Current evaluation of rib fractures focuses almost exclusively on flail chest with little attention on bicortically displaced fractures. Chest trauma that is severe enough to cause fractures leads to worse outcomes. An association between bicortically displaced rib fractures and pulmonary outcomes would potentially change patient care in the setting of trauma. We tested the hypothesis that bicortically displaced fractures were an important clinical marker for pulmonary outcomes in patients with nonflail rib fractures.
This nine-center American Association for the Surgery of Trauma multi-institutional study analyzed adults with two or more rib fractures. Admission computerized tomography scans were independently reviewed. The location, degree of rib fractures, and pulmonary contusions were categorized. Univariate and multivariate logistic regression analyses were performed to identify independent predictors of pneumonia, acute respiratory distress syndrome (ARDS), and tracheostomy. Analyses were performed in nonflail patients and also while controlling for flail chest to determine if bicortically displaced fractures were independently associated with outcomes.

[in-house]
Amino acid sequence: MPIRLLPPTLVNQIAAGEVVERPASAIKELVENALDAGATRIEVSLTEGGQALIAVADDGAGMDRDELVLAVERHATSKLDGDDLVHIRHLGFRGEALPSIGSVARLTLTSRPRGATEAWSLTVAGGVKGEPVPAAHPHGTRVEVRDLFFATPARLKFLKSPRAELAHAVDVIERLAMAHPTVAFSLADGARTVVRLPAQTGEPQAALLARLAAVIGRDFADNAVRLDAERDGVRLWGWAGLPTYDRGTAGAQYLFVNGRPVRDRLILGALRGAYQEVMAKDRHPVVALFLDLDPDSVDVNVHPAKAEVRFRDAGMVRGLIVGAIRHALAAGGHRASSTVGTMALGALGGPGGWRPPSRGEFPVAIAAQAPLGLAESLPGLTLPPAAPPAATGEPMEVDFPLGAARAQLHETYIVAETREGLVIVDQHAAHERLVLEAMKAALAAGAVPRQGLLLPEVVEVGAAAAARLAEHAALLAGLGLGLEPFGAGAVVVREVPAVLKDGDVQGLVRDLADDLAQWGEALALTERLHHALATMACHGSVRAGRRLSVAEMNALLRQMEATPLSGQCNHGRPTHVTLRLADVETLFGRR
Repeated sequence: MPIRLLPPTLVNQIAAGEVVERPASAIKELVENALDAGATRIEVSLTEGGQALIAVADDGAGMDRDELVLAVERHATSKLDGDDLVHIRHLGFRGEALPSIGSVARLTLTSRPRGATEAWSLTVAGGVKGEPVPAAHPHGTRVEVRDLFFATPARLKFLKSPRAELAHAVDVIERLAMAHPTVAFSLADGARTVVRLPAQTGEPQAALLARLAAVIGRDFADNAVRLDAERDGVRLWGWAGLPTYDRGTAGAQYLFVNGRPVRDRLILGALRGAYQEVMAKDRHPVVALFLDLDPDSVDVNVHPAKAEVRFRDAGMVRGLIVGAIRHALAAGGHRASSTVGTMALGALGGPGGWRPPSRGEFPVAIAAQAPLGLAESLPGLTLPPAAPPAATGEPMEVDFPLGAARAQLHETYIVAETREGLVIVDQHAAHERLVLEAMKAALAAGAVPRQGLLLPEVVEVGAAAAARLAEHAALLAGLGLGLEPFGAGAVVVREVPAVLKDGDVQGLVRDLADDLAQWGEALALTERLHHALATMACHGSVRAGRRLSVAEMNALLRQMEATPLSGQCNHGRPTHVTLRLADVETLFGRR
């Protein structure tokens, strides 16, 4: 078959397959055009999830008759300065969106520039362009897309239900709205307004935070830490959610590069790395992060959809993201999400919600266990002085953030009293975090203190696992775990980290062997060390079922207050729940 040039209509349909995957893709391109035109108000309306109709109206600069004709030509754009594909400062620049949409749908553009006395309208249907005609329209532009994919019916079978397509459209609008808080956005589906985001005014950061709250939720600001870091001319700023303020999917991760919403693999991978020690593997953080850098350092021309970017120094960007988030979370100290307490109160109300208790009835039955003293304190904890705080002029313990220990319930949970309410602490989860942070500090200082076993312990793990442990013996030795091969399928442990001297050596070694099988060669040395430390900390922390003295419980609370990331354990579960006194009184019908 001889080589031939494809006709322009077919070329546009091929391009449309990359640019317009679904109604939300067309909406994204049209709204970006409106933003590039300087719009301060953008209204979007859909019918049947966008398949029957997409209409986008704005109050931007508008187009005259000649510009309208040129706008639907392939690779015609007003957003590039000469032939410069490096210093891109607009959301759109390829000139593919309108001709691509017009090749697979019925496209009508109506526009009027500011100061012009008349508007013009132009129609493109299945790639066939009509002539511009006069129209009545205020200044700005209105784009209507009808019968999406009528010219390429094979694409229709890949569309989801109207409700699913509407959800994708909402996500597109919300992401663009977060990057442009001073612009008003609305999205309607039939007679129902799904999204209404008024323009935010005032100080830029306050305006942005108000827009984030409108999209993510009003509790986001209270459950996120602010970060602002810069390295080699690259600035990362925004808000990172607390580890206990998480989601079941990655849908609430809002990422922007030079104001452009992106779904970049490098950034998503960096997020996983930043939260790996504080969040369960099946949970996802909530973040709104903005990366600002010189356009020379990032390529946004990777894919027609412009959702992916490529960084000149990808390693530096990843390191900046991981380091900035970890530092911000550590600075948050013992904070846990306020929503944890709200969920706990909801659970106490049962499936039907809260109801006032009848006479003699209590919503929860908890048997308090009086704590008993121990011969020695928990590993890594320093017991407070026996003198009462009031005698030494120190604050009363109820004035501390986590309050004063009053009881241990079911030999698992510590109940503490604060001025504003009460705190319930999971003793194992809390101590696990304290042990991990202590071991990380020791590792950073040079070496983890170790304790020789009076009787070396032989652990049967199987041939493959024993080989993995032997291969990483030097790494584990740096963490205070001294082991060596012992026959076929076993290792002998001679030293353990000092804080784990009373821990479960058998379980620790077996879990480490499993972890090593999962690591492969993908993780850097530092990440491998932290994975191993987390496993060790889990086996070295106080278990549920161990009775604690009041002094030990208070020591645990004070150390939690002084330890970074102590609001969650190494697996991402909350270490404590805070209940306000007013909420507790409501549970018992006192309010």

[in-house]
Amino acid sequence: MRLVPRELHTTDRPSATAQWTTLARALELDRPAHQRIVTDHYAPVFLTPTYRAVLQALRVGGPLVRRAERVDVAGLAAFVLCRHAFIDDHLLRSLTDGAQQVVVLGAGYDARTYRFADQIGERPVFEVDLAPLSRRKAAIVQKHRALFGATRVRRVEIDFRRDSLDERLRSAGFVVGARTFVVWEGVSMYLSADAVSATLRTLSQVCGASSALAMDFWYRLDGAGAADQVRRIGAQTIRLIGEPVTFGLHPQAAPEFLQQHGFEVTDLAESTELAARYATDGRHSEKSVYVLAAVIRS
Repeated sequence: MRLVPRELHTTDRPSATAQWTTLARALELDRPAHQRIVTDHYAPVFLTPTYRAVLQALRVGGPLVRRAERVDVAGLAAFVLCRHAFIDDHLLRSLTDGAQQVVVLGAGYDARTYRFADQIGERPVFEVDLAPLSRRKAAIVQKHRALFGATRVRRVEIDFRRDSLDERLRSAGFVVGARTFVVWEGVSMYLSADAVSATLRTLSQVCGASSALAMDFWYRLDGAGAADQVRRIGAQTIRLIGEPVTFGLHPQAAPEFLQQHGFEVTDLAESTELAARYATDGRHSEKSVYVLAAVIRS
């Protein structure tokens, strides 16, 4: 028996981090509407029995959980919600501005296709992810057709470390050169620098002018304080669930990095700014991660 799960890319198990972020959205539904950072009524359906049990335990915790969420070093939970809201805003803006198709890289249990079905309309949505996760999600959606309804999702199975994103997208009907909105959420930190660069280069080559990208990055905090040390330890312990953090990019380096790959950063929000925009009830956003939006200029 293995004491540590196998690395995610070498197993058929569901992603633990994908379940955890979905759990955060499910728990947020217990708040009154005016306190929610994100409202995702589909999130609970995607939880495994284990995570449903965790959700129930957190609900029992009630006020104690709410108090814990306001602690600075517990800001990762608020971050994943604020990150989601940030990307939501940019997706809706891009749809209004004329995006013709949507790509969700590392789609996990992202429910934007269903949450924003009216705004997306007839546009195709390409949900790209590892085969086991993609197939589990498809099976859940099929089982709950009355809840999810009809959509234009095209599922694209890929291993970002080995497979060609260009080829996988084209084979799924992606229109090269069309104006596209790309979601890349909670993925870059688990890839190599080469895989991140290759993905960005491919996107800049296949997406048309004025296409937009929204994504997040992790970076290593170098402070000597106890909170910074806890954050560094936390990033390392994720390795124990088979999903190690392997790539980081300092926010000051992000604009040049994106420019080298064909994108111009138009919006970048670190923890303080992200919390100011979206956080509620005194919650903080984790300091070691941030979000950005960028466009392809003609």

Of the 1,110 patients, 103 (9.3%) developed pneumonia, 78 (7.0%) required tracheostomy, and 30 (2.7%) developed ARDS. Bicortically displaced fractures were present in 277 (25%) of patients and in 206 (20.3%) of patients without flail chest. After adjusting for patient demographics, injury, and admission physiology, negative pulmonary outcomes occurred over twice as frequently in those with bicortically displaced fractures without flail chest (n = 206) when compared with those without bicortically displaced fractures—pneumonia (odds ratio [OR], 2.0; 95% confidence interval [CI], 1.1–3.6), ARDS (OR, 2.6; 95% CI, 1.0–6.8), and tracheostomy (OR, 2.7; 95% CI, 1.4–5.2). When adjusting for the presence of flail chest, bicortically displaced fractures remained an independent predictor of pneumonia, tracheostomy, and ARDS.
Patients with bicortically displaced rib fractures are more likely to develop pneumonia, ARDS, and need for tracheostomy even when controlling for flail chest. Future studies should investigate the utility of flail chest management algorithms in patients with bicortically displaced fractures.
LEVEL OF EVIDENCE
Prognostic and epidemiological study, level III.